Samsung’s insistence on adding a growing amount of limited use and poorly-optimized software adds little more than a bullet point during an announcement and some usefulness to a small subset of users. Inversely, its negative impact affects all users of the device even if they never use the services or even know it exists. There is a reason why one of the most common comments in Galaxy S8 reviews was the skepticism over if the device will remain responsive, because the Galaxy S6 and S7 have not aged as gracefully as their less-bloated brothers from other manufacturers, and it’s not because the S7’s Snapdragon 820 magically got slower over time.


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Nintendo ramping up Switch production • Financial Times

Leo Lewis and Kana Inagaki:


People involved in Nintendo’s hardware supply chain say the Kyoto-based games maker is now targeting Switch hardware production of 18m units for the 12 months ending March 2018.

According to people close to the company, the production increase reflects fears of “customer tantrums” as Nintendo prepares to release its flagship Mario Odyssey game in November.

Nintendo denied that it had plans to boost production to that level, sticking to its official hardware shipment target of 10m for the console that was launched in March. But analysts have assumed for months that the company would substantially exceed that number.

Some, such as Hirotoshi Murakami at Mitsubishi UFJ Morgan Stanley, believe that Nintendo is being intentionally conservative in its guidance and predicts that it will produce as many as 20m consoles by the end of the financial year.

But the company may be constrained in its effort to ramp up production by the availability of key components such as liquid crystal display screens.

The difficulty of obtaining a Switch in Japan has created a side market based on the way that some retailers offer free guaranteed bookings of product delivery on a specific date. People who have managed to secure those guarantees have found they can sell the consoles online to desperate gamers: the market price for a guaranteed Switch delivery in July, for example, has been pushed to about ¥14,000 ($126).


The Switch won’t be as big as the Wii (100m units lifetime) because of two differences: it doesn’t appeal to non-gamers as the Wii did, and everyone has smartphones now. But it is doing very good business for a games console.
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As Trump’s problems mount, Breitbart’s numbers are cratering • Vanity Fair

Tina Nguyen:


Measuring web traffic is an inexact act, but other web-analytics companies reflect a similar, unusually steep decline in Breitbart’s traffic. ComScore estimated that Breitbart had nearly 23 million unique visitors during the month of November 2016, but only drew 10.7 million in April 2017, a 53% drop. Last month, the site had fewer visitors than it did in April 2016, when 12.3 million people visited the site. In contrast, the four sites that Breitbart benchmarked itself against saw nowhere near that drop—and, in the case of both Fox News and Buzzfeed, saw small increases in traffic since the November election…

…Other conservative media sites have also experienced declines in traffic in recent months, but none as pronounced as Breitbart’s. According to Alexa data, National Review Online,, The Daily Caller, and Drudge Report all saw slumps in their rankings. Over the last week, as Trump was engulfed in the Comey scandal, Fox News’s viewership dropped to third place behind CNN and MSNBC for the first time in 17 years.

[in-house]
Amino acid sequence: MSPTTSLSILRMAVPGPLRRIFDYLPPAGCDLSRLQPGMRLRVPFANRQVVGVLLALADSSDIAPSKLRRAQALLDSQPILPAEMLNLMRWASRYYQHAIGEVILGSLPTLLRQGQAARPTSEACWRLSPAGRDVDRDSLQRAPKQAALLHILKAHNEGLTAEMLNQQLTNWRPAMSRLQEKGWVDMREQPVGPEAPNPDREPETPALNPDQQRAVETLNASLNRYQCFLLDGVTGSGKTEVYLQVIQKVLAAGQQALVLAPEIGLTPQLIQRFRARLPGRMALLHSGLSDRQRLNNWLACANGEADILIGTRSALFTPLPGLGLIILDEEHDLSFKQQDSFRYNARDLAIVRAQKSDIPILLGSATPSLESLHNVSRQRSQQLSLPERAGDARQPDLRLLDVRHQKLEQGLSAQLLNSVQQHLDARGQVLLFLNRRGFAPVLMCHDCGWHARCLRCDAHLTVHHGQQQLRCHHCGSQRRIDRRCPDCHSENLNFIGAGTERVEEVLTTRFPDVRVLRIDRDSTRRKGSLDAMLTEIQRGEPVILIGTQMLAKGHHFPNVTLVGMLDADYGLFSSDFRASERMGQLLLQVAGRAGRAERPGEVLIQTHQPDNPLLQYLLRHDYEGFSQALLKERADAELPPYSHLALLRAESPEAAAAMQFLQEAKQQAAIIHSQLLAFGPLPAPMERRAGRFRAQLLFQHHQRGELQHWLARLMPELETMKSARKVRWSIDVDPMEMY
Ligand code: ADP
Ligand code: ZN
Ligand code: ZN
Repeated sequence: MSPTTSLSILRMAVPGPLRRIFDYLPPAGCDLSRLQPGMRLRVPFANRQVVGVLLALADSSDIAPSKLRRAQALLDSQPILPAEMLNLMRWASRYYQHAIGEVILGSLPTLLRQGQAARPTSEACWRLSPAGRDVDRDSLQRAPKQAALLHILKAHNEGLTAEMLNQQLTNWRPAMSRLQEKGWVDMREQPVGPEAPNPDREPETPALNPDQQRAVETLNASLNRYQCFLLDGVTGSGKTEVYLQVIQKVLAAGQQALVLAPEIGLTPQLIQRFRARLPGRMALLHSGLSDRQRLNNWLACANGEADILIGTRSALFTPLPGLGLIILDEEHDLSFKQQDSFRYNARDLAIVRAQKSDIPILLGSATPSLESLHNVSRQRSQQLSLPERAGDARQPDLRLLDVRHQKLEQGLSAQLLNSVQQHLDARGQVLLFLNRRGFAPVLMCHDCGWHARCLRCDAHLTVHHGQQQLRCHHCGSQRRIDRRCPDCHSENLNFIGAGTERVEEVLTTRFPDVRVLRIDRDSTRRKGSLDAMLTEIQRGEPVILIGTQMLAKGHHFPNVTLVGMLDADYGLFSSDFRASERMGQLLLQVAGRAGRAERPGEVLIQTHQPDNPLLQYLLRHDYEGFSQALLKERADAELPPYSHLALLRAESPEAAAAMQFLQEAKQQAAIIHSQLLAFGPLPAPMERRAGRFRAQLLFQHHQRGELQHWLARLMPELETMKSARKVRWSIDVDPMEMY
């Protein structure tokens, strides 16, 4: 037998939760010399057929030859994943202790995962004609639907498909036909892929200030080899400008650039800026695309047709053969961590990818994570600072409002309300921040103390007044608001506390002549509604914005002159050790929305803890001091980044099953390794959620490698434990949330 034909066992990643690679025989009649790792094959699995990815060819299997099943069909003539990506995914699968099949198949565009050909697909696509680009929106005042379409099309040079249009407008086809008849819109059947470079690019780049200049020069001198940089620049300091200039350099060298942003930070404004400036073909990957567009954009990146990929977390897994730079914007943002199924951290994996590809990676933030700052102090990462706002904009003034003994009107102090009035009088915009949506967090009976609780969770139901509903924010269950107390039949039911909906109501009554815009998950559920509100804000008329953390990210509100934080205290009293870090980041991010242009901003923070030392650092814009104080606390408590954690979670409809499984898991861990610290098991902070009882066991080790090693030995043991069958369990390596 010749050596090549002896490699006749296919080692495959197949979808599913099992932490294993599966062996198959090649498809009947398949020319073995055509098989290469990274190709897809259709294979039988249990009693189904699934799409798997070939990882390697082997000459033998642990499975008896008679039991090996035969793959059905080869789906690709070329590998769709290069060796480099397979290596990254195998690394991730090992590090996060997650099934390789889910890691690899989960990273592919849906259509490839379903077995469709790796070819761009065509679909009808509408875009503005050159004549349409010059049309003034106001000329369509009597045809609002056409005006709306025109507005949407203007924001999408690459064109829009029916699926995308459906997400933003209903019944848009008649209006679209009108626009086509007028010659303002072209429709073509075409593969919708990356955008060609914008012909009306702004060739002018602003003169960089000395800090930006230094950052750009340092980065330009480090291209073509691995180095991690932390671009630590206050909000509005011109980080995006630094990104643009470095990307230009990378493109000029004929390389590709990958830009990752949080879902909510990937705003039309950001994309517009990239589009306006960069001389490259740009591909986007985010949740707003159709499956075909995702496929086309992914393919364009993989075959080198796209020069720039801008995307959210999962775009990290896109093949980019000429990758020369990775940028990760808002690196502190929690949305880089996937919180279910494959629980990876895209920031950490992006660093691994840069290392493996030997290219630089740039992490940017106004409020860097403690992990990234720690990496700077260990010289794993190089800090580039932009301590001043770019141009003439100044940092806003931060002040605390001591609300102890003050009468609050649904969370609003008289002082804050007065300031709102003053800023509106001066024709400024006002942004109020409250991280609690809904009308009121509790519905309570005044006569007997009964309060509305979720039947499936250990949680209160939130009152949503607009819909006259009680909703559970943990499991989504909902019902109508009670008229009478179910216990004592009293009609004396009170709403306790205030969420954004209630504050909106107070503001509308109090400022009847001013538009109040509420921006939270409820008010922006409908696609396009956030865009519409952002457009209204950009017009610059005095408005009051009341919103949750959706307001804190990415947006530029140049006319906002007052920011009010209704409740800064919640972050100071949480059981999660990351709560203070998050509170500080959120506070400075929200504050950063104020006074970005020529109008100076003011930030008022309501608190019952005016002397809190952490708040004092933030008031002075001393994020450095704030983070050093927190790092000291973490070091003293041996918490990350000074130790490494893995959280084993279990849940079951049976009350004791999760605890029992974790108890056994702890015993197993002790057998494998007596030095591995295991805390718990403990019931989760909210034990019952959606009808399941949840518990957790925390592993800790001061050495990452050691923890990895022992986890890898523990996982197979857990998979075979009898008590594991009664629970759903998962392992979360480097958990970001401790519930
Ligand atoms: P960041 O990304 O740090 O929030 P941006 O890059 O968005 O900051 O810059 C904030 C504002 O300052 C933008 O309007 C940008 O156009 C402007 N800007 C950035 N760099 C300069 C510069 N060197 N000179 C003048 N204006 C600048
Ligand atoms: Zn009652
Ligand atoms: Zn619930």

At the most basic level, Trump’s struggles are producing a passion gap among news consumers. “If you’re anti-Trump, there’s never been a better time to read news. It’s like Christmas every morning,” an editor at another conservative media outlet told me. “So every time you open the newspaper or open Twitter or turn on Facebook, you get to enjoy the fact that there are a lot of other people who don’t like Trump and there’s a lot of news stories that show Trump in a negative light. Whereas if you’re Breitbart, you’re scrambling to explain or defend or continue to back the guy that you backed throughout the election. And eventually, if your posture continues to just simply be reactive and trying to explain away things that are happening to or by the president, I think people slowly become sort of disheartened by politics.”


The two theories pinging around social media: this one; or that it was all just bots 🙄. In the absence of conflict, Breitbart is just what it always was: a repository of the absurd which is easily contradicted and put into perspective by stepping outside the door.
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Hacked in Translation: from subtitles to complete takeover • Check Point Blog


Our research reveals a new possible attack vector, using a completely overlooked technique in which the cyberattack is delivered when movie subtitles are loaded by the user’s media player. These subtitles repositories are, in practice, treated as a trusted source by the user or media player; our research also reveals that those repositories can be manipulated and be made to award the attacker’s malicious subtitles a high score, which results in those specific subtitles being served to the user. This method requires little or no deliberate action on the part of the user, making it all the more dangerous.

Unlike traditional attack vectors, which security firms and users are widely aware of, movie subtitles are perceived as nothing more than benign text files. This means users, Anti-Virus software, and other security solutions vet them without trying to assess their real nature, leaving millions of users exposed to this risk.